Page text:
Magazine article New Zealand Management

IT Leaps out of the Box: Risk and Reputation: This Year, Organisations Will Find Themselves Challenged as Never before to Make Focused, Strategic, Pervasive Investments in Security. Compliance with Emerging Government Regulation and Continued Security Breaches Now Make Security a Core Business Issue

Magazine article New Zealand Management

IT Leaps out of the Box: Risk and Reputation: This Year, Organisations Will Find Themselves Challenged as Never before to Make Focused, Strategic, Pervasive Investments in Security. Compliance with Emerging Government Regulation and Continued Security Breaches Now Make Security a Core Business Issue

Article excerpt

Security is a vital component of corporate governance. A recent study by the Unisys-sponsored Security Leadership Institute found that while most CEOs understood the consequences of bad security practices, they couldn't articulate the value proposition of good security.

In the study, conducted in late 2004, 25 CEOs in the US were asked questions that focused on results or consequences that result from maintaining a secure environment. Their responses revealed they could see the value of a secure environment as a way to protect brand and reputation. In their minds, superior IT and physical security practices are necessary to achieve organisational trustworthiness in the eyes of customers, employees, shareholders and regulators, and that this was a critical business imperative.

According to the study, organisations that attain a high-trust status achieve real advantages--improved employee productivity, better customer loyalty, more product or service innovation, fewer failures and decreased compliance risks.

Any organisation seeking to achieve the "trusted enterprise" ideal must make risk management an integral part of business strategy and create secure environments that promote collaboration. For these companies, investment in security is an absolute necessity. According to industry analyst firm Gartner, organisations spend 0.4 percent of their company's revenue on security, and Gartner has predicted that spending will increase tenfold, to four percent of revenue, by 2011.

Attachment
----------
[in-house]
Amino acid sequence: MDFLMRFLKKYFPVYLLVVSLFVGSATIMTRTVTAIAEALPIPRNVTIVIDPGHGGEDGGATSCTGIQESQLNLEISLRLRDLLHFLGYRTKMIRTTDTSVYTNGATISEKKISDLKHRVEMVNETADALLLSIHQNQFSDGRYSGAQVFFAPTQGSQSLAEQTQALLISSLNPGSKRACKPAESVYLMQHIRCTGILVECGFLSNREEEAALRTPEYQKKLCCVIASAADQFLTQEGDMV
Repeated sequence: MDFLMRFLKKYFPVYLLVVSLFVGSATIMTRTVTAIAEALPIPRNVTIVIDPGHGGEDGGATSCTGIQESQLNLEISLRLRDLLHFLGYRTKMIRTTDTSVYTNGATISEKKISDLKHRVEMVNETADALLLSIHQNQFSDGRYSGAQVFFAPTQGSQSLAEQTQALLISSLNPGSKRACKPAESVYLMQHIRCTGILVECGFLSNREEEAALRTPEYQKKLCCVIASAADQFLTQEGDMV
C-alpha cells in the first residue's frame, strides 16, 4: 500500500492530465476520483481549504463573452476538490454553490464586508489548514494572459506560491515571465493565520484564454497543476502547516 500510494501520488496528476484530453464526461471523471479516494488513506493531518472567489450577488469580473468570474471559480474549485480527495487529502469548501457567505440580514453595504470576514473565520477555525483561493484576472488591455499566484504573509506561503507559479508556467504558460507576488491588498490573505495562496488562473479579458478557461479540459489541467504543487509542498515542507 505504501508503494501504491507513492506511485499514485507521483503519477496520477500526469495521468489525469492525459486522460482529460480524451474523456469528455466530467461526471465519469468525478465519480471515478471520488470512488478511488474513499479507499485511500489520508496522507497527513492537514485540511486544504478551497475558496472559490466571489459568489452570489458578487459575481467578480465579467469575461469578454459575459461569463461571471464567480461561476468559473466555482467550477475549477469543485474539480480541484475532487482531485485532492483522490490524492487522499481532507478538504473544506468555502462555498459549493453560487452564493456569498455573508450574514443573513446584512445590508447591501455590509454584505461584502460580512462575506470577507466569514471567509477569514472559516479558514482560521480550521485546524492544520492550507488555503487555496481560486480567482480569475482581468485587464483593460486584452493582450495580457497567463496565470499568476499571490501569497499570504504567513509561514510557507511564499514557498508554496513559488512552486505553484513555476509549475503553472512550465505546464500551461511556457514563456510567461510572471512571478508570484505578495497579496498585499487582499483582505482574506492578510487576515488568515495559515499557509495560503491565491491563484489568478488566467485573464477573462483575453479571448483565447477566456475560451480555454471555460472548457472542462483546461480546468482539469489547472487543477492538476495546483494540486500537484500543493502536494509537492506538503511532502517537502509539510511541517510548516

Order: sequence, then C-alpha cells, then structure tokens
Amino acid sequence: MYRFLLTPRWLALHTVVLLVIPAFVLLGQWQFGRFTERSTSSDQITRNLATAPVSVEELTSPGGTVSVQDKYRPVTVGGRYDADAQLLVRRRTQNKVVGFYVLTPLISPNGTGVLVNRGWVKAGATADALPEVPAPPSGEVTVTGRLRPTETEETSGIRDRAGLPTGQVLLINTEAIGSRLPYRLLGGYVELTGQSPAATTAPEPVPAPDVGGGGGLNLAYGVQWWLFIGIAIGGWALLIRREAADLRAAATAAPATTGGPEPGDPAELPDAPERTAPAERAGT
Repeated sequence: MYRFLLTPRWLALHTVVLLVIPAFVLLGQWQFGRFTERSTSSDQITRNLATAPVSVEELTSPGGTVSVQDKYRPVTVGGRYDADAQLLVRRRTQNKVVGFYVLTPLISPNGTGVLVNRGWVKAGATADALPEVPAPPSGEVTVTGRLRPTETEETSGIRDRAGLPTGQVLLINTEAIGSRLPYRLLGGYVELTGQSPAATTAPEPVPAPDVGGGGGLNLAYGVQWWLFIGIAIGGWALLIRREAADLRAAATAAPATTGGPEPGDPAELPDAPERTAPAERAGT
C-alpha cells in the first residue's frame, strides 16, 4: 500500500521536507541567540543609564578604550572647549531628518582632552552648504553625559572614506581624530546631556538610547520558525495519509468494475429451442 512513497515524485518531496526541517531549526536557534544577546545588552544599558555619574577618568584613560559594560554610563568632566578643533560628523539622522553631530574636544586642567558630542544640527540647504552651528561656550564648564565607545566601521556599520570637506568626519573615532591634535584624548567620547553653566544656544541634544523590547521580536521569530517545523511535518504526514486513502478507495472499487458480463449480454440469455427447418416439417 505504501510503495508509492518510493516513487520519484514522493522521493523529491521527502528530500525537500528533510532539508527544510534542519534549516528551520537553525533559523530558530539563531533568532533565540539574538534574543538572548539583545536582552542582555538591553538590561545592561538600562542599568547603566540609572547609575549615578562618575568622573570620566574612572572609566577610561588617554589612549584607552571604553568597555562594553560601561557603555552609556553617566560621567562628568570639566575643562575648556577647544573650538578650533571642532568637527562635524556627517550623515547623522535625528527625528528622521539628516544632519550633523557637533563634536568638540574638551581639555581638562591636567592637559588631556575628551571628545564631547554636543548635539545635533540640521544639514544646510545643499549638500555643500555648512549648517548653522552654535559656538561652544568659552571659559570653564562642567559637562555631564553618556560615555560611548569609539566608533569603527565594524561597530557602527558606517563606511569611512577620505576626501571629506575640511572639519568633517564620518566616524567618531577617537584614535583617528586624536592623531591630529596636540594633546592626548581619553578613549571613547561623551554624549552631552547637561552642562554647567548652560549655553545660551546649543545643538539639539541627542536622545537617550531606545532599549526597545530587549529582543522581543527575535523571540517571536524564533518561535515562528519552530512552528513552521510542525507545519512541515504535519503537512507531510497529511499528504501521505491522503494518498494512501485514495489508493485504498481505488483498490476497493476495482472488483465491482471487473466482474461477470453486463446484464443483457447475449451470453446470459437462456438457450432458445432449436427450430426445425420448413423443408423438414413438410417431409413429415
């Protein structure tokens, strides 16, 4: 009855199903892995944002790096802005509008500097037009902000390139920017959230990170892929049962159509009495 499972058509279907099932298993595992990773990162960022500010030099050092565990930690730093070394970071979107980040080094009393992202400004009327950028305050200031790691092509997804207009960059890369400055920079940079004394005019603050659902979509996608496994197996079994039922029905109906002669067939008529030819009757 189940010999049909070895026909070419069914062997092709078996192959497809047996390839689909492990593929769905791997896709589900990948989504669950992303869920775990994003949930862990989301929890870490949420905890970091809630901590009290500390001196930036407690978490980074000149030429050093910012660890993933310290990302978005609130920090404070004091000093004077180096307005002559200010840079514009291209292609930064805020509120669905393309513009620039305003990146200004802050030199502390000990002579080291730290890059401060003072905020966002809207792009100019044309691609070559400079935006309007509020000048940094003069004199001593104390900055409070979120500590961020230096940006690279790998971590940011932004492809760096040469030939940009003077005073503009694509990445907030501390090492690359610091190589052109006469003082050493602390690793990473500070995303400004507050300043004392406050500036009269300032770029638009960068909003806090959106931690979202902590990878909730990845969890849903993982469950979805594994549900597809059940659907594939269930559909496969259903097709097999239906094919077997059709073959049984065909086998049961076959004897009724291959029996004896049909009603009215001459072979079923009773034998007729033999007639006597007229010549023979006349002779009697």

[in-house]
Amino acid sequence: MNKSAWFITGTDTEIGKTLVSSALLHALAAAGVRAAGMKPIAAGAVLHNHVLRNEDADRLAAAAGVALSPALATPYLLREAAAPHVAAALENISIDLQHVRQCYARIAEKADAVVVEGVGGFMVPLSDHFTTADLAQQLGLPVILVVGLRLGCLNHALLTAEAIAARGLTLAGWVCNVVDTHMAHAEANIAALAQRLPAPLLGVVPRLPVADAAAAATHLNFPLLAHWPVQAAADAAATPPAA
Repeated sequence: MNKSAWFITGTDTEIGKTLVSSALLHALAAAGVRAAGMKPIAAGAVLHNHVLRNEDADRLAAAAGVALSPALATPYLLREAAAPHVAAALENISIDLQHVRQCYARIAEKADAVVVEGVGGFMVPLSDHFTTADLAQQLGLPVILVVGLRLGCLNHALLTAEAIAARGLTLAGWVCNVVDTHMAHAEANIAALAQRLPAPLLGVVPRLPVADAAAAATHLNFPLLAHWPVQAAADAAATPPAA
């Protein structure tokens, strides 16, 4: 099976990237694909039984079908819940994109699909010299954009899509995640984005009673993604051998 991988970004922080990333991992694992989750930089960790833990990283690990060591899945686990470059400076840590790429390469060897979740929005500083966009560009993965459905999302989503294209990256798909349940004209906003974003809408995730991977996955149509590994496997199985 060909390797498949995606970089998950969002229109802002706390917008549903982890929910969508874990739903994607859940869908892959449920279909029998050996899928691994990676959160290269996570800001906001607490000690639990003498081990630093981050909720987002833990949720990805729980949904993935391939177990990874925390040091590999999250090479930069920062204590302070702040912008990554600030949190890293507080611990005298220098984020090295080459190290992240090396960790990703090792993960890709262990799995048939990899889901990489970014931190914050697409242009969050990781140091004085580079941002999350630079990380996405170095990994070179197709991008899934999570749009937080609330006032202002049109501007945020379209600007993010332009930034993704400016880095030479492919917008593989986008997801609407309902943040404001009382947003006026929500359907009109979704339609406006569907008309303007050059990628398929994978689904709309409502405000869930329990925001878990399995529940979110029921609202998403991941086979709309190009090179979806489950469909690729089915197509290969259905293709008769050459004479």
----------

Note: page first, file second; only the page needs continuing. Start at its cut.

The "trusted enterprise" is an organisation embracing a set of corporate values and behaviour that guide all business practices. It is highly ethical and treats its customers, employees, partners and shareholders with respect. In addition, the CEO and board are deeply engaged in managing the organisation's operating risk in a way that delivers maximum value in a safe and secure environment.

As organisations increasingly include external parties in their business networks, the likelihood grows that these organisations' IT infrastructures and associated business information may be compromised. This makes being a trusted enterprise a vital goal if the business is to grow and prosper.

To help companies achieve this, systems should be introduced that allow them to segregate information and introduce robust business processes so that transactions can be audited and responsibility can be assigned to individuals. For a system to do this it must provide visibility throughout an organisation, so that business management systems, processes and technology infrastructure meet the needs of the overall business strategy and remain aligned with the governance standards as these are defined. …

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